Spring Blossoms, Suzanne Fisher
"Spring Blossoms", Suzanne Fisher, 2009

By: Karen S. Chambers

When you walk into Suzanne Fisher’s exhibition at The Carnegie Visual and Performing Arts Center (one of six shows presented under the rubric “Full of Color”), you enter a world of wonder. In fact, if Fisher had given her show its own title, it would have been “Natural Wonders.”

At the opening, I overheard the artist telling someone that at this stage in her life, she wants to make happy things. These works are.

A painter and a mosaic artist, Fisher had long wanted to combine her two skills, and in these pieces, she has done this to felicitous effect.

Fisher has created a delightful vision of nature as she combines a myriad of discards and reclaimed items with painting in her mixed medium paintings (I’ll call them paintings although they could also be called relief sculptures or even assemblages because of her use of three-dimensional objects).

Like Nick Cave does in his *Soundsuits (his exhibition “Meet Me at the Center of the Earth” was recently presented at the Cincinnati Art Museum), Fisher finds beauty and value in what others have thrown away.

I imagine that in Fisher’s studio there are containers overflowing with things to affix to the hollow-core doors that she uses as the support for her work. Judging from the pieces on view, there would be faux pearls, beads, costume jewelry, broken bits of pottery, mosaic tiles, glass and mirrors, fake gems, glitter, buttons, and stones. I’m sure there’s much more.

The artist then responds to these bits and pieces by adding painted elements such as circles, stylized blossoms, coral, arabesques, dashes, zigzags, PoMo “art marks,” etc. Her sensibility is close to the Pattern and Decoration style of the mid-’70s to early ’80s. Championed by the late New York art dealer Holly Solomon, these P and D artists, including Valerie Jaudon, Jane Kaufman, Robert Kushner, Ned Smythe, Betty Woodman, and George Woodman, rehabilitated the notion of decorative.

Fisher then covers her pieces with a thick layer of clear resin that amplifies their jewel-like quality. After that she may add more “stuff” on top for an extra punch.

Fisher is eloquent visually, but she also has the verbal facility to describe and explain her work.

In her creative process, she combines painting, mosaic, and collage and moves “back and forth being (sic) dimensional and flat, thick and thin, embellished and plain, floating and grounded, abstract and representation(al), and natural and man made.”

Her use of resin has a similar dichotomy as “resin can encase and serve as a barrier while adding depth. It can suggest highly glazed oil painting (high art) or amber (nature) as well as the surface of a surfboard (pop culture).”

In her artist statement, she shares that as a small child, she was entranced by the natural world. “Some of my earliest memories involve being immersed in the marvels of the natural world. I have vague early memories of the sensations of sunlight, buzzing bees, and the color and fragrance of rose petals, and can remember the experience of looking down into the interior of a red tulip and being transfixed by its stark and elegant geometry.”

As a child, Fisher was also drawn to the ocean with its “endlessly fascinating shapes, textures, and materials, washing up in fragments for longer and closer inspection.”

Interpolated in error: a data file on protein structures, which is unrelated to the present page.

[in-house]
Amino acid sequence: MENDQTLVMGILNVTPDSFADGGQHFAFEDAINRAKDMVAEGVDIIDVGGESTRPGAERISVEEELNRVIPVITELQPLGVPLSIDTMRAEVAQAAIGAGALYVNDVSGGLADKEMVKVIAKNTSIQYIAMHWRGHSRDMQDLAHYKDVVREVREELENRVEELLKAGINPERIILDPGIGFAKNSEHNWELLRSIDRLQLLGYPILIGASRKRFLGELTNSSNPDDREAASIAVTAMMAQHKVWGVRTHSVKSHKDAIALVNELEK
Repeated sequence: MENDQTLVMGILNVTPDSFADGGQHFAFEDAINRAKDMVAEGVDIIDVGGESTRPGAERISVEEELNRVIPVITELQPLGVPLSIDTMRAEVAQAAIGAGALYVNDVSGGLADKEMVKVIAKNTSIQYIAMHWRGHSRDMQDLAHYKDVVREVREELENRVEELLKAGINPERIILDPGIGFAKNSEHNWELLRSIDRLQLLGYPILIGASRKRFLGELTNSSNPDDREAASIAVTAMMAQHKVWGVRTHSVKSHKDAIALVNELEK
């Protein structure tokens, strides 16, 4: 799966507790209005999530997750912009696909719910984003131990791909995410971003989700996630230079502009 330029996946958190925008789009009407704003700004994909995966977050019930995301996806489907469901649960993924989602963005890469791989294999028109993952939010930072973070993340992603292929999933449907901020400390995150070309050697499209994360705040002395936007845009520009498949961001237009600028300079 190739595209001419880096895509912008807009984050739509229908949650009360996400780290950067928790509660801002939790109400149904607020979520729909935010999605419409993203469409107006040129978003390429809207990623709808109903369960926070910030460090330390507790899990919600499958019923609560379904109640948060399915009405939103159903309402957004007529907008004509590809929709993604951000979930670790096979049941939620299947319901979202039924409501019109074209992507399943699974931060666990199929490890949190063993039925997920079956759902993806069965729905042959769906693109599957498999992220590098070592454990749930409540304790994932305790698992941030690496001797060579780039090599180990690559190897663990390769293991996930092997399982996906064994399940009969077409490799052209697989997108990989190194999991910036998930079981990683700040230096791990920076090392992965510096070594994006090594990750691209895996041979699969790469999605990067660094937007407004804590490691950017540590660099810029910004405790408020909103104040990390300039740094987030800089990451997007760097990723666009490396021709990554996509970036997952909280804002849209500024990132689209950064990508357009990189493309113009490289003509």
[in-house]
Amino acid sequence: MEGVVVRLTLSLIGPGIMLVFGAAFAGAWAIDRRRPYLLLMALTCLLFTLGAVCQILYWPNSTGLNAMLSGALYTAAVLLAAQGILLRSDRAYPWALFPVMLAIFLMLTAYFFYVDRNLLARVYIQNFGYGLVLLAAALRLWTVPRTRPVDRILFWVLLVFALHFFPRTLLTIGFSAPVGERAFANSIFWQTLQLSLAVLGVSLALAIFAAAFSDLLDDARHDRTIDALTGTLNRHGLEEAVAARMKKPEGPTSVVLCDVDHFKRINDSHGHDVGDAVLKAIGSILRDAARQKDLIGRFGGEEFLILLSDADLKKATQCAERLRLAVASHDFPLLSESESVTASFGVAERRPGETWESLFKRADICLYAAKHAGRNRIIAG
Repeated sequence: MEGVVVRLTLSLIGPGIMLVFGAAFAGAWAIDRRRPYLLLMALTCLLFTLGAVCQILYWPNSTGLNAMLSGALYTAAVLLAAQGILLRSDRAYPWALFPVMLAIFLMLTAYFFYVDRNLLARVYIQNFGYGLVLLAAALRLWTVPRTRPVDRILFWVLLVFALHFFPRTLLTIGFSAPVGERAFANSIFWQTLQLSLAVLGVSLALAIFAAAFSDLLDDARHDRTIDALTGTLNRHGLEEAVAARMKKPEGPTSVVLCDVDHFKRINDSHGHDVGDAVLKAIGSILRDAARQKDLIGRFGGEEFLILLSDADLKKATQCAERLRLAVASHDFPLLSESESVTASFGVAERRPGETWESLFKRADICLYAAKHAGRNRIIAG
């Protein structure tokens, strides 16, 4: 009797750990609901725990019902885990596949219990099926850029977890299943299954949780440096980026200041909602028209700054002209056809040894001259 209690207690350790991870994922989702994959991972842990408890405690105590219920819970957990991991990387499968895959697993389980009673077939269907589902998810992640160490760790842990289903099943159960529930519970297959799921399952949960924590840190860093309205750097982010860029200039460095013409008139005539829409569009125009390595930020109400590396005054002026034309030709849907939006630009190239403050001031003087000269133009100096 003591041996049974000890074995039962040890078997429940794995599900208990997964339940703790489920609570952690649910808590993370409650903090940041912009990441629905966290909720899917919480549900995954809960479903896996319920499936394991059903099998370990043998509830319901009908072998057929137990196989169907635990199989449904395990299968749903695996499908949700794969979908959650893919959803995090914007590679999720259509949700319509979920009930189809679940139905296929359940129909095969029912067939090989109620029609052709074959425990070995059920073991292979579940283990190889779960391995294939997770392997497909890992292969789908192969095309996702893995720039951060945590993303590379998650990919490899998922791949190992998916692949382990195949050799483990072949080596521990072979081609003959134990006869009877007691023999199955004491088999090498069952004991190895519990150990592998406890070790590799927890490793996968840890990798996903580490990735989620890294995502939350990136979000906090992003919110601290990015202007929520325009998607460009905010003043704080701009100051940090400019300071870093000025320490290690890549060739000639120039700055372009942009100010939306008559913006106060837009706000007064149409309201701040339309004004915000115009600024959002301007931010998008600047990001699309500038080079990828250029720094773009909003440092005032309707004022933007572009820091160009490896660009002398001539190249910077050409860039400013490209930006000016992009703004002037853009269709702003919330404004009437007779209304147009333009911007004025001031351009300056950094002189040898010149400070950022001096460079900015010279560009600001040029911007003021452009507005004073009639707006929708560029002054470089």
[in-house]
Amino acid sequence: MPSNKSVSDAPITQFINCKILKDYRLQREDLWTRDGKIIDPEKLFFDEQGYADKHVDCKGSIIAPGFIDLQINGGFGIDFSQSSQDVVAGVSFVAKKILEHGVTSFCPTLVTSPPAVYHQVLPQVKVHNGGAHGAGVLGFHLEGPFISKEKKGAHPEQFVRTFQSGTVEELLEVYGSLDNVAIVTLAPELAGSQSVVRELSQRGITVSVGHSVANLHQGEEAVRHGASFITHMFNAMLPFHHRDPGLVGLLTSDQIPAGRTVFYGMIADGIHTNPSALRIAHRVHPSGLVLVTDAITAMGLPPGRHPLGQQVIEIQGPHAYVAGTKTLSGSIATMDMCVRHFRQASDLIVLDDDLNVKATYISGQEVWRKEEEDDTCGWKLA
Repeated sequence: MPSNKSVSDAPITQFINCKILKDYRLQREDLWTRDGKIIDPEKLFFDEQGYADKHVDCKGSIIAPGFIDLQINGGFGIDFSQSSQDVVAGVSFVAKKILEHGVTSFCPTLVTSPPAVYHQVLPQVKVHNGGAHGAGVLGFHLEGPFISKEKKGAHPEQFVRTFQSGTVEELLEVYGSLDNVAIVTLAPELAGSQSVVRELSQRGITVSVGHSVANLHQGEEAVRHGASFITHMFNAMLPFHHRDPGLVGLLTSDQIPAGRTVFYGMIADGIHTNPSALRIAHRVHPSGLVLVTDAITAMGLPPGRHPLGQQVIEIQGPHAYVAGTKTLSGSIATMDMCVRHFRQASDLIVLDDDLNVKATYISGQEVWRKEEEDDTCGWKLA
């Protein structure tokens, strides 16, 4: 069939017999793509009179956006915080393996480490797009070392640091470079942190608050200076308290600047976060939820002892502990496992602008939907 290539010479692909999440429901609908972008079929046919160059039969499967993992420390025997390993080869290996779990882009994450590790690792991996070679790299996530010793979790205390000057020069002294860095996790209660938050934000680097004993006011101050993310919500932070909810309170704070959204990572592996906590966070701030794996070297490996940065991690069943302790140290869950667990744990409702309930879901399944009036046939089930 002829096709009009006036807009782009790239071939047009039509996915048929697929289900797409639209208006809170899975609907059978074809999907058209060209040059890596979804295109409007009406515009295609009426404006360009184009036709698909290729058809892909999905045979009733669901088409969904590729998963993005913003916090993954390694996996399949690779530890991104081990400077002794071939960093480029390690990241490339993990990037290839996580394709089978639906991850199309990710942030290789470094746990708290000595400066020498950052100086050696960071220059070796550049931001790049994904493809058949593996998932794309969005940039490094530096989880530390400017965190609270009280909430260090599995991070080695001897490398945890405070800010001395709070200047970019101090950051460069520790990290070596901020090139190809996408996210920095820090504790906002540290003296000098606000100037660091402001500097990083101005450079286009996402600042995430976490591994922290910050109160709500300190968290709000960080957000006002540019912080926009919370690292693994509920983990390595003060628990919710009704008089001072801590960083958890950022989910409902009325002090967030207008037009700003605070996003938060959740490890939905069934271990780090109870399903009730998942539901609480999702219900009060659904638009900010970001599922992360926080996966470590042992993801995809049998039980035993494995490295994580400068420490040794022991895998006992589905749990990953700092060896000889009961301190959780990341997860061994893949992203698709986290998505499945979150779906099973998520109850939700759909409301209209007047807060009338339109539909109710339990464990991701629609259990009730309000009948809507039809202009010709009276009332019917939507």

For the more graphic elements in her paintings, Fisher takes inspiration from the Spirographs, Incredible Edible molds, and Pier 1 daisies that were popular in the ’60s when she was 10 or so.

Her fanciful interpretations of nature, of course, recall Hieronymus Bosch (c. 1450-1516) and his well-known “The Garden of Earthly Delights.”

There is also a touch of the freshness and naiveté of children’s art.

Fisher often works with school kids to translate their drawings into large-scale mosaics.

Fisher’s works, both in color and preponderance of circles, which she considers the “most basic and perfect form,” remind me of the Orphism of Frantisek Kupka (1871-1957) and both Robert (1885-1941) and Sonia (1885-1979) Delaunay.

(The poet Guillaume Apollinaire coined the term “Orphism” or “Orphic Cubism” [1910-1913]. The colorful abstract style was influenced by Fauvism, best exemplified by Henri Matisse, and the dye chemist Eugène Chevreul.)

Fisher captures a moment in time, rather like a photograph, and you know that her shapes are going to keep hurtling through space. Nature is continually moving and cannot be stopped.

The artist’s palette is bright but nuanced, which adds to the sense of movement.

Photographs courtesy of the artist

The least successful work—there, perforce, must always be one—is a small and restrained mosaic called “Natural Form #2.” Here Fisher combined pieces of unglazed terra cotta, shards of mirror, pebbles, and a green glass cabochon surrounded by small cobalt glass buttons, each with a painted letter or number. It’s a topographical view of a garden path. The best thing about the piece may be its date of execution: 2009.

This is also the date of “Spring Blossoms,” hanging just outside the Hutson Gallery where her show is installed. In this work she has begun combining painting with mosaic.

Fisher has grown artistically, and viewers can celebrate that progress with her as they take in the jewel of a show.

“Suzanne Fisher: Full of Color” on view through June 22, 2012, at The Carnegie Visual and Performing Arts Center, 1028 Scott Blvd., Covington, KY  41011, 859-491-2030, www.thecarnegie.com

2 Responses

  1. Beautiful Paintings Suzanne. Beautiful new work!! We went to UC together in the early 80’s. Ciao for now Grant

  2. Beautiful Paintings Suzanne. Beautiful new work!! We went to UC together in the early 80’s. Ciao for now Grant

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